(ORDO NEWS) — We regularly see “shooting stars” – meteorites burning up in the atmosphere. But how many such objects fall on the planet and reach its surface?
Meteorites fall to Earth every day, but how many of these celestial bodies bombard our planet every year?
Each year, millions of debris from space burn up in the Earth’s atmosphere, many of which flare briefly and appear in the sky as “shooting stars”. But how many of them reach the ground?
How many meteorites fall on our planet?
Meteorites of various sizes fall on our satellite: from 10 to 1000 tons – the mass of about 5.5 cars – per day and about 33,000 collisions of space rocks the size of ping-pong balls per year.
Space rocks that usually turn into meteorites are known as meteoroids – small asteroids or the smallest celestial bodies in the solar system.
According to the American Meteor Society (AMS), they range in size from boulders about 1 meter to micrometeoroids the size of a grain of dust.
Meteoroids are usually fragments of asteroids or comets. However, some of them may be debris from planets or moons.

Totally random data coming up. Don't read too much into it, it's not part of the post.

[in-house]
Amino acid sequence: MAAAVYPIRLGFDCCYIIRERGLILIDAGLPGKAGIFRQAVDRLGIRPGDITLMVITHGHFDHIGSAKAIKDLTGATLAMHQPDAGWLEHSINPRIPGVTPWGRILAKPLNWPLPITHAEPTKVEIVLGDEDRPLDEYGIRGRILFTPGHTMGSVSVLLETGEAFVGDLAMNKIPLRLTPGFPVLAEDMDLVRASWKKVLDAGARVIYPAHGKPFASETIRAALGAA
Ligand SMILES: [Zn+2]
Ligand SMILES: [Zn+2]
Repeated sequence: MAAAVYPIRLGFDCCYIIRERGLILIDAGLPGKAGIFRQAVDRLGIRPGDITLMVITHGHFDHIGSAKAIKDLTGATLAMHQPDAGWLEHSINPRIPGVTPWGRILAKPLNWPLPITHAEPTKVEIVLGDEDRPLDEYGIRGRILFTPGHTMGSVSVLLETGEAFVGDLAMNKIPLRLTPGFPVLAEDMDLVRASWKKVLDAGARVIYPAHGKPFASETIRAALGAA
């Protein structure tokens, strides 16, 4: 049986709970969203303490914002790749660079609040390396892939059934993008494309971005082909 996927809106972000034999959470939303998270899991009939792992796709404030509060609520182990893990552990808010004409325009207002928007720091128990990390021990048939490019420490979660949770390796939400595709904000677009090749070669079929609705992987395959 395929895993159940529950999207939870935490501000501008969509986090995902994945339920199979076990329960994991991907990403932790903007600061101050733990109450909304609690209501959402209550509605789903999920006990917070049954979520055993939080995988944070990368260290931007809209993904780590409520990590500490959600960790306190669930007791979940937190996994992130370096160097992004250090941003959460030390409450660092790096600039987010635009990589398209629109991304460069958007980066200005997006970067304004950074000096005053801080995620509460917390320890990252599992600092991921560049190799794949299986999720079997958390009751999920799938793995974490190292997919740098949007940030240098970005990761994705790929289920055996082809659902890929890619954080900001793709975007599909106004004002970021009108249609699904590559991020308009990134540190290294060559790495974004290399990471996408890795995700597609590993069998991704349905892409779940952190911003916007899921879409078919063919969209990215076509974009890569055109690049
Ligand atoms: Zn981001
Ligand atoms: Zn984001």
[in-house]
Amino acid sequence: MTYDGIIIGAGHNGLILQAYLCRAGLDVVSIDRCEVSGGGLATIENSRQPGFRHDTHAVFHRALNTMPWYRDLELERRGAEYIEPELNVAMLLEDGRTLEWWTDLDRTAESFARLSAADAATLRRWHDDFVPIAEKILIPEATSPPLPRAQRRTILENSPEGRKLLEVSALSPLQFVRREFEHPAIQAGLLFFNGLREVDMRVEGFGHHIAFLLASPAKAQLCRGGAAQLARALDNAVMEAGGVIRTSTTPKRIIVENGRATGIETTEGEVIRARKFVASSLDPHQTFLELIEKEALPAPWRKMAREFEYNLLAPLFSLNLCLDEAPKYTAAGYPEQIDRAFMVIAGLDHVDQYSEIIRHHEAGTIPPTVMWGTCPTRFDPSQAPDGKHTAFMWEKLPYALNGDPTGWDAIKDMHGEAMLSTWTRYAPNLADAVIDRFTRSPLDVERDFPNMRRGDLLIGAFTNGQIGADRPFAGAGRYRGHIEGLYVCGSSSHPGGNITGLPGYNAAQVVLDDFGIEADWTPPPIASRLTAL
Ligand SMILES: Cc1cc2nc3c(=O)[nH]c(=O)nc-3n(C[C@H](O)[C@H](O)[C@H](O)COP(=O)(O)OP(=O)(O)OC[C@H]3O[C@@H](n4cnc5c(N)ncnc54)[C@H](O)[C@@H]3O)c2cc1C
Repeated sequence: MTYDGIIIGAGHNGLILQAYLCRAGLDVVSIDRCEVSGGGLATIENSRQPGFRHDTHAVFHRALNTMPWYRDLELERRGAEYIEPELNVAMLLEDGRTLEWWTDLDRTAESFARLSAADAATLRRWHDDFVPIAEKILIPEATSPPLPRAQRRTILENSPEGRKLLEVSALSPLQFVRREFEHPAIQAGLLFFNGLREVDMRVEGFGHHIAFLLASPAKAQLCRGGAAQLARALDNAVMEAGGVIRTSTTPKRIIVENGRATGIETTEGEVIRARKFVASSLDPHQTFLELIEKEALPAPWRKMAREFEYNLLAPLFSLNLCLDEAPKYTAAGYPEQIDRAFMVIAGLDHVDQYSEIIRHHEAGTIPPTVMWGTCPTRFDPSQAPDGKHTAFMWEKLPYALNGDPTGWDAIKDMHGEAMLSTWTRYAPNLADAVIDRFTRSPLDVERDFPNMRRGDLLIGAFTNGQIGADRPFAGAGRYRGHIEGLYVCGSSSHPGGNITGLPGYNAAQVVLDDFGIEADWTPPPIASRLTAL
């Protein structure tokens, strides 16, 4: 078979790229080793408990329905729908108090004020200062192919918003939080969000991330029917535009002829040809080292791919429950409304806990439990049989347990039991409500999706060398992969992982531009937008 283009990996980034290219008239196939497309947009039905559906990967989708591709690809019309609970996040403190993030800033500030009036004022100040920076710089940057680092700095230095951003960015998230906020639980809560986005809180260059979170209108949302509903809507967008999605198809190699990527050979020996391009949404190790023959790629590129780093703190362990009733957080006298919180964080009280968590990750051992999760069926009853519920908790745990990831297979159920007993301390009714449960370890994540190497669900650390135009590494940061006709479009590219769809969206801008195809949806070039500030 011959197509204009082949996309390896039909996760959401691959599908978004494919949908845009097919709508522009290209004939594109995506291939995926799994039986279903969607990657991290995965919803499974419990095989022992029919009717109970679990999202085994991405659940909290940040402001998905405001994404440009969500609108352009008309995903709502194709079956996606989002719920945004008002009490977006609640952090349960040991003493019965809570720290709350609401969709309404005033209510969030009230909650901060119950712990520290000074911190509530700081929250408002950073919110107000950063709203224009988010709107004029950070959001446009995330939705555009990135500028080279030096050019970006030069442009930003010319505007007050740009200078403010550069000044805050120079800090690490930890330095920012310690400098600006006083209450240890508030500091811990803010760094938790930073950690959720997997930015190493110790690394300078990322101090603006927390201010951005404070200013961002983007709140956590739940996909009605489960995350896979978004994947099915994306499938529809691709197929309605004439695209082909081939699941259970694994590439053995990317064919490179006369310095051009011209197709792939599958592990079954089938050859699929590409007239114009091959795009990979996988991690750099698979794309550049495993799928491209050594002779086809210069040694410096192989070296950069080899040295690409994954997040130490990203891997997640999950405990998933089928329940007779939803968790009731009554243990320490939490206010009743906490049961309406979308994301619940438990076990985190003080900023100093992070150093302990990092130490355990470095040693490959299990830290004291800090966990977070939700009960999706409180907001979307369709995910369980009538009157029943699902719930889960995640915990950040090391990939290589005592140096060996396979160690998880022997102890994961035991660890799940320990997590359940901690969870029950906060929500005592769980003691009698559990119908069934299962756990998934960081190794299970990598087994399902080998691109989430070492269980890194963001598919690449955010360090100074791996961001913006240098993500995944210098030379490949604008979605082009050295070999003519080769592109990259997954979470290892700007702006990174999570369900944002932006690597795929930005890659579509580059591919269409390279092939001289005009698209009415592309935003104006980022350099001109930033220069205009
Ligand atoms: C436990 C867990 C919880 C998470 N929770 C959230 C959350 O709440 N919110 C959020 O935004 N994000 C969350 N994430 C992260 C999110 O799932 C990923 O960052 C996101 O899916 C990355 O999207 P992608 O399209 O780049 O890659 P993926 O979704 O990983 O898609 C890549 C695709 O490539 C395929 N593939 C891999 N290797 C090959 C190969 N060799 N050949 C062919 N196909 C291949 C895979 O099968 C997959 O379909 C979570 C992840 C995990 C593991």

For example, according to the Meteor Society, more than 300 meteorites are known to have originated as fragments of Mars.
When meteorites break through the Earth’s atmosphere, they burn up from friction with the air and create streaks of light across the sky: these flaming falling rocks are called meteors.
Thousands of fireballs erupt in the Earth’s skies every day, but most of them occur over oceans and uninhabited regions, and many of them are not visible due to daylight, AMS notes.
Most meteorites found on Earth come from meteor showers associated with dust ejected by comets.
However, meteor showers do not produce meteorites because the meteoroids in such showers are usually too fragile to survive falling to the ground.
It is impossible to know exactly how many meteorites fall into the ocean and sink to the bottom undetected. However, 29% of the Earth’s surface is covered by land.
Urban areas, containing about 55% of the people, cover about 0.44% of the land mass. The total number of meteorite impacts on Earth was roughly equal to the number of meteorites recorded in urban areas divided by the percentage of Earth’s land area covered by cities.
Overall, it is estimated that around 6,100 meteorite impacts per year are likely to occur across the Earth, and about 1,800 of them occur on land.
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